Sylvester 21 in his experiments. As our children are only five years 
old, the Sylvester norms are not applicable and a slightly different 
procedure was adopted. 

Each child was allowed to repeat the test up to the limit of ten 
times until he had succeeded in one trial in placing all the pieces 
without errors. The child was shown that each block fitted into one 
hole and one only, and was then told to put them all in, each in the 
hole in which it belonged. Before the second attempt the examiner 
said, "Now let's try it again, and this time you will do it just as 
well, and a little quicker." Sometimes even this mild suggestion of 



ANALYTIC STUDY OF CHILDREN 67 



/ 




10 




II 



l£ 



Id 



17 








/4 



X 




20 




Material for Line Reproduction Test (No. 47) 



68 IOWA STUDIES IN CHILD WELFARE 

haste spoiled the accuracy, but often it had no effect whatever, the 
child not attempting to hurry. 

A record was kept of the number of errors made and the time 
consumed in each trial. In computing an efficiency index the 
number of trials instead of the number of errors was used as the 
accuracy index, and a child's accuracy index was determined by 
dividing 100 by the number of trials used before accuracy was 
attained. For instance, child No. 3 placed all blocks correctly 
without error on the second trial ; her accuracy was 50. Child No. 4 
used six trials before attaining a perfect performance; her 
accuracy was 16.66. For the time-score the time of the last trial, a 
perfect performance, was used. The formula used is E=100 —^- .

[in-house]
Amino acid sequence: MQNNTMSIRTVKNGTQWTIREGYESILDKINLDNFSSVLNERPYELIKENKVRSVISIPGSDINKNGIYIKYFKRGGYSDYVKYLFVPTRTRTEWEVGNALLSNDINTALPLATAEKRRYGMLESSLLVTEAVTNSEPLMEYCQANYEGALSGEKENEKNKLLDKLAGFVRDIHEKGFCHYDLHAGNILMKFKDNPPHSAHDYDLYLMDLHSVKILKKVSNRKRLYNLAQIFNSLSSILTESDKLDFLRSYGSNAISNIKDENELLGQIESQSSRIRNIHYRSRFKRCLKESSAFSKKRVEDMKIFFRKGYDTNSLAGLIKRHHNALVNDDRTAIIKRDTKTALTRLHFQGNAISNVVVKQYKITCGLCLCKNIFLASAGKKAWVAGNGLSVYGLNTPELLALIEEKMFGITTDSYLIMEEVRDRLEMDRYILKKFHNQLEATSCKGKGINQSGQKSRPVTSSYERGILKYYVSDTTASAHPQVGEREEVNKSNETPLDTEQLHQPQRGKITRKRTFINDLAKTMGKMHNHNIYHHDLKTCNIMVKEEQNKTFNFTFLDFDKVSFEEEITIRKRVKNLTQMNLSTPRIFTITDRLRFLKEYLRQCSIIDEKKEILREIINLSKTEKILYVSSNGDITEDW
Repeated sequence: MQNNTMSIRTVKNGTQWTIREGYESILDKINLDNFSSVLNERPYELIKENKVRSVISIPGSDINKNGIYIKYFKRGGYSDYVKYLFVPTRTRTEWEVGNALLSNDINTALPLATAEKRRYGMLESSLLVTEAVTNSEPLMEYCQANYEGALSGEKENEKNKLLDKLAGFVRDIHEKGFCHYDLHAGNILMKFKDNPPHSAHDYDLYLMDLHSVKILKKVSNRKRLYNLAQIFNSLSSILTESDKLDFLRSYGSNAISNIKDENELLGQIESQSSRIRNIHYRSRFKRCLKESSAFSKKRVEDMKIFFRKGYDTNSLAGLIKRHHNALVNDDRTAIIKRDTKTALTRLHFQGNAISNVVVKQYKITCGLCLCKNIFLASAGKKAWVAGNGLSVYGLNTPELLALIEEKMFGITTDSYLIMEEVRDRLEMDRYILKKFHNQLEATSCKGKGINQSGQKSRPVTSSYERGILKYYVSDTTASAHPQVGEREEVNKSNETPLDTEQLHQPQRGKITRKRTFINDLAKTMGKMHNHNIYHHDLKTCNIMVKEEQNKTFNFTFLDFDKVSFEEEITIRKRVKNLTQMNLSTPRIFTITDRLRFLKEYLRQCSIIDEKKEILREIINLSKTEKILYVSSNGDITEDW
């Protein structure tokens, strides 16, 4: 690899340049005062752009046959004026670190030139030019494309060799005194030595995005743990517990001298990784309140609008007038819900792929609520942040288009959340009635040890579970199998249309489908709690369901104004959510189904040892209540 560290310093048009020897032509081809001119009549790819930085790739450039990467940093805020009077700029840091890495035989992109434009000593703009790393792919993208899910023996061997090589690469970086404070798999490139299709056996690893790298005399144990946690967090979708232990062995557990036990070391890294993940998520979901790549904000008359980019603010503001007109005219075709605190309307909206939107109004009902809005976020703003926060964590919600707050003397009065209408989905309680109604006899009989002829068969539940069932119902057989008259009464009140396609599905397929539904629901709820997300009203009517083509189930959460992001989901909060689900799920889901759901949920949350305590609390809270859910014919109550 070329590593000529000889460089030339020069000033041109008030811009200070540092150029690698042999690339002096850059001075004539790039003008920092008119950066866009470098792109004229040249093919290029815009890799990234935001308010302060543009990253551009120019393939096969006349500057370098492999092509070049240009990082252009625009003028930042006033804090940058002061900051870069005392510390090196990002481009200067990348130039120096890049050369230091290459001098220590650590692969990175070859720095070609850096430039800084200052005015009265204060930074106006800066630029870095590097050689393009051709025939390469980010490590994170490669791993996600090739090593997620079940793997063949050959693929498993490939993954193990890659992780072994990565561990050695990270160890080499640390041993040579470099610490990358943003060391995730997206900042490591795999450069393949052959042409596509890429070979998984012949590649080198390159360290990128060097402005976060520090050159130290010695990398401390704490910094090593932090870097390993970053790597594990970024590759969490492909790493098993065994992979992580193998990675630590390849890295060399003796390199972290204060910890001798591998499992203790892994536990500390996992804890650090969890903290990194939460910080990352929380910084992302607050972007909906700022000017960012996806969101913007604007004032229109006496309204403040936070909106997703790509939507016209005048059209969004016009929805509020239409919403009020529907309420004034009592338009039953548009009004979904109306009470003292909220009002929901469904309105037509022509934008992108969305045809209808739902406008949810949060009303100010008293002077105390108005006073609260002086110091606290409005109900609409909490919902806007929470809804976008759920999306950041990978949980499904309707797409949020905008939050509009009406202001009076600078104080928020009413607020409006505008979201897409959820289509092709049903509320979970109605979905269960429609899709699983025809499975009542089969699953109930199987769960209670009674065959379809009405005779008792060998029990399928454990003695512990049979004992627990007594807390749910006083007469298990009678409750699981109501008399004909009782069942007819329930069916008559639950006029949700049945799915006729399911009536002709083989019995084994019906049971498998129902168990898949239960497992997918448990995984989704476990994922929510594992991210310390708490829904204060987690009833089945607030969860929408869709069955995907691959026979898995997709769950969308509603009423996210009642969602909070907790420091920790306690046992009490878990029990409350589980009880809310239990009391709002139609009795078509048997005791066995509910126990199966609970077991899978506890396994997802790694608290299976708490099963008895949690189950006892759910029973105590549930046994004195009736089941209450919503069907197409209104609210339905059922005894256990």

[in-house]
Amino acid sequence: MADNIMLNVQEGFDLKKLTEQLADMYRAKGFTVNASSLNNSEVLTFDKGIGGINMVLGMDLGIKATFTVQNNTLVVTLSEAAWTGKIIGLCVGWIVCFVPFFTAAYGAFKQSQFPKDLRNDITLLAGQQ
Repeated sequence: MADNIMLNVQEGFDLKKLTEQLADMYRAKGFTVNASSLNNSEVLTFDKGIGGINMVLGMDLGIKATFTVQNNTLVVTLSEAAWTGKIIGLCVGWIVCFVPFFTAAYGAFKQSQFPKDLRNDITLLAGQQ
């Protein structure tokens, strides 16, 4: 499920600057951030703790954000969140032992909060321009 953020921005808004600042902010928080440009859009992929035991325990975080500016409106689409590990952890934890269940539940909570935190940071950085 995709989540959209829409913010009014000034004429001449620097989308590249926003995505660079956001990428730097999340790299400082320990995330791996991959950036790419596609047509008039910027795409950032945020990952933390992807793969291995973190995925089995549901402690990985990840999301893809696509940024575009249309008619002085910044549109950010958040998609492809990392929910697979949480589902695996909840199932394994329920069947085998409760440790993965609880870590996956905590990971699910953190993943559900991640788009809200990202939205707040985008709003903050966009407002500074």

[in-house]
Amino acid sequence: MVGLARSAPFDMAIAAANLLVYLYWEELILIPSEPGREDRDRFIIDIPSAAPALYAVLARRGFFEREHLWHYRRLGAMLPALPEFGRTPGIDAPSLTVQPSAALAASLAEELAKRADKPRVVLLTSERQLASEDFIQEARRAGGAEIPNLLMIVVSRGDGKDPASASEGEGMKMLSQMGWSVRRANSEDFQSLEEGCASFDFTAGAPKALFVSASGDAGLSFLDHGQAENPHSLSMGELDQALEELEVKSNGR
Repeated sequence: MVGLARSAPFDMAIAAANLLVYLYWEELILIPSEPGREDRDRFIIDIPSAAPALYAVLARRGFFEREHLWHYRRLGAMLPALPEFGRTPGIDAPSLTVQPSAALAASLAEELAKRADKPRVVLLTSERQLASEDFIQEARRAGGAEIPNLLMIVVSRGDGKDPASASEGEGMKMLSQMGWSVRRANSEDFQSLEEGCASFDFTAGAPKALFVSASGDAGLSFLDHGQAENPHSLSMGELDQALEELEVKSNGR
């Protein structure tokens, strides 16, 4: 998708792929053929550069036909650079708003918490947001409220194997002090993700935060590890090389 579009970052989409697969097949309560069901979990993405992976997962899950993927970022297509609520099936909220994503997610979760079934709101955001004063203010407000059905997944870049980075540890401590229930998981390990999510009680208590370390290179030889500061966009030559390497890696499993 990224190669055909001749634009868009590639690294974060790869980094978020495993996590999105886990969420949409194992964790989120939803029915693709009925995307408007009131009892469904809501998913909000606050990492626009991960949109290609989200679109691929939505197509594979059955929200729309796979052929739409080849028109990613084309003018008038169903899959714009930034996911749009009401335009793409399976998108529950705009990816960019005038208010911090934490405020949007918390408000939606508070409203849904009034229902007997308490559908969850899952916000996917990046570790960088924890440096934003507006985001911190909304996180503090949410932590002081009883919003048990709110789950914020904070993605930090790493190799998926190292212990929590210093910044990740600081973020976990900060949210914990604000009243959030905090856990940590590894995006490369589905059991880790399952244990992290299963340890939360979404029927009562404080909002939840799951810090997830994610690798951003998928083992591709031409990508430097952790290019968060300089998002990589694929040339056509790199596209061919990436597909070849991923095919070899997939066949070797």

A = XT * 00 . ;T = time of last trial. Child No. 3 used two trials; 

JN O. L 1 1H1S 

time of the last trial was 28 seconds, therefore E = 100 -gg- = 178. 

Forty-two children performed the test, three failing to attain a 
perfect performance in the ten trials allowed. The efficiency index 
ranged from 45 to 333, the average was 158, M. V. 70.9, P. E. 
59.9. (Tables III, IV.) 

Test No. 47. Line Reproduction. Lines and combinations of lines 
were drawn before the child one at a time with the instruction 
that he draw one like it. The accompanying lines were used. A 
credit of 2.5 was given for Nos. 1, 2, 3, 4, 9, 10, (one line figures) 
a credit of 5 for Nos. 5, 6, 7, 8, 11, 12, 13, 15, 16, 17, and 18 (two 
line figures), and a credit of 10 for Nos. 14, 19 and 20 (three and 
four line figures, presenting difficult angles). The performance of 
this test involves visual perception of the position of lines, 
complicated by the reproduction of this perception graphically. 
Involving as it does the coordination of hand movements, this test 
does not depend upon visual perception so much as upon the 
*power of visual perception to direct and control hand movements. 
This control may be weak on account of poor visual perception, 
or on account of lack of association between the visual perception 
and the idea of the movement to be made. Success in this test 
might be expected to indicate ability to learn to write, as it calls